The Alberta government says it is getting out of the natural gas industry’s way via a new plan to bolster the sector.
Officials launched on Tuesday what they called the “natural gas vision and strategy,” which aims to see Alberta export hydrogen globally by 2040, become one of the world’s 10 largest petrochemical producers, and tap into the Asian and European markets with liquefied natural gas (LNG) projects within 10 years.
With stores of about 300 years of natural gas at current usage rates, Associate Minister of Natural Gas and Electricity Dale Nally said the plan will leave Alberta positioned as “a post-pandemic powerhouse for responsible energy production.”
The announcement was made at ATCO’s heavy equipment repair depot and natural gas site in southeast Edmonton Tuesday afternoon.
Next year, the company will build a site in Fort Saskatchewan to blend clean-burning hydrogen into its natural gas distribution system, effectively “decarbonizing heat,” CEO Nancy Southern said.
Hydrogen can be extracted from water, fossil fuels and biomass, or a combination of the two. According to the International Energy Agency, natural gas constitutes 75 per cent of 70 million tonnes of hydrogen produced around the world annually.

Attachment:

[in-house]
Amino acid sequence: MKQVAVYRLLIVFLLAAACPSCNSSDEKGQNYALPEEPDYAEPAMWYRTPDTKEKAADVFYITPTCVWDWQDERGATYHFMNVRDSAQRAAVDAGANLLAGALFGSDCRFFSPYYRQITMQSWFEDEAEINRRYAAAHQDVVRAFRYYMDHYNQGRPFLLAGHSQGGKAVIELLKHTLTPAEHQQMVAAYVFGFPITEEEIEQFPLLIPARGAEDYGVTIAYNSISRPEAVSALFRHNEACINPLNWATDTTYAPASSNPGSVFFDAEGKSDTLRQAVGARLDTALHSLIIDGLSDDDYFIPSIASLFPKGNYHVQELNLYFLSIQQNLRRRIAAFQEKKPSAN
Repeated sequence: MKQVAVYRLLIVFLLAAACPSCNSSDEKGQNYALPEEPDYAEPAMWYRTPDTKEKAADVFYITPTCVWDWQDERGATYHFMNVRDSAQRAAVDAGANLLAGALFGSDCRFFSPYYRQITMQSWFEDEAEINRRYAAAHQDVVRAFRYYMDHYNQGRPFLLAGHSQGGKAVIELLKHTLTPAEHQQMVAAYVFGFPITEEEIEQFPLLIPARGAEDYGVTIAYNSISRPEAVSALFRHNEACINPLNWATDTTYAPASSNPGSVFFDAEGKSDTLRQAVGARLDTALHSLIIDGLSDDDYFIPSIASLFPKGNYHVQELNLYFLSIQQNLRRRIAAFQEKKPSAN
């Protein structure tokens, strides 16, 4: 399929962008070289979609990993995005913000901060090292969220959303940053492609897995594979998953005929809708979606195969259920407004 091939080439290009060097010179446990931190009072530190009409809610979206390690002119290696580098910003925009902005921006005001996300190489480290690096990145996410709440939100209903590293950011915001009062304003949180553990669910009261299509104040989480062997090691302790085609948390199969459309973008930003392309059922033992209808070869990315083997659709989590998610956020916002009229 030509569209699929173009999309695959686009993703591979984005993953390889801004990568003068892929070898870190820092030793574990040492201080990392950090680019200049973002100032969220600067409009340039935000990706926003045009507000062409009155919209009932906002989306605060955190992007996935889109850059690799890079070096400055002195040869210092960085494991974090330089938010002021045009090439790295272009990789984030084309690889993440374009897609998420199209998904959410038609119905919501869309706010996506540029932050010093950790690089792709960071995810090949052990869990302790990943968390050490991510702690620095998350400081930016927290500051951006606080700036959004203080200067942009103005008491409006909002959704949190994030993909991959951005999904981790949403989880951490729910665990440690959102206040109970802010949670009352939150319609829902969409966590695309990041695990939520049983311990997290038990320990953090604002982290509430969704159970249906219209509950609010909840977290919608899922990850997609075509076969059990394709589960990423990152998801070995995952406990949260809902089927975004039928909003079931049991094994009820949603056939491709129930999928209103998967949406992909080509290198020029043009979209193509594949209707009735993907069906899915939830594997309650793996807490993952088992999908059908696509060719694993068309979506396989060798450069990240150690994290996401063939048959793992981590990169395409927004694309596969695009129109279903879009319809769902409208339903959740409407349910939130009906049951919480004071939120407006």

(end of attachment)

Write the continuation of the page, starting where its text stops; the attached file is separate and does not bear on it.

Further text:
The Hydrogen Council estimates hydrogen as an energy source has the potential to become a $2.5-trillion industry by 2050.
“For decades, hydrogen has been widely touted as the fuel of the future, and for some, it’s an energy panacea. For others, it’s just a pipedream – no pun intended, my pipeliners,” she joked at Tuesday’s announcement.
“But there is no doubt that hydrogen as a complementary byproduct of natural gas has a powerful role to play in the world’s future.”
The province’s plan also includes natural gas refiners converting natural gas into hydrogen, storing the resulting carbon emissions to be used for other purposes.
According to government data, Alberta already produces 66 per cent of natural gas in Canada. Just under half is consumed in the province: 17 per cent by residential and commercial customers, and 83 per cent by industrial, transportation, oil sands and electric power-generation and other industries.
Premier Jason Kenney said much of the strategy follows recommendations made by an advisory council, who reported to the NDP government in 2018 that the natural gas sector had “felt like the orphan child” while oil sands dominated energy discussions, in the premier’s words.
“A lot of this is just government getting out of the way. Speeding up approvals, creating investor certainty,” he commented.
In addition to the focus on hydrogen, the strategy counts on capitalizing on $30 billion worth of growth in the petrochemical sector by 2030, an expected increase in global demand for natural gas by 36 per cent by 2040, creating a “circular economy” in the plastics and recycling industries, and an increased consumption of natural gas by the oil sands.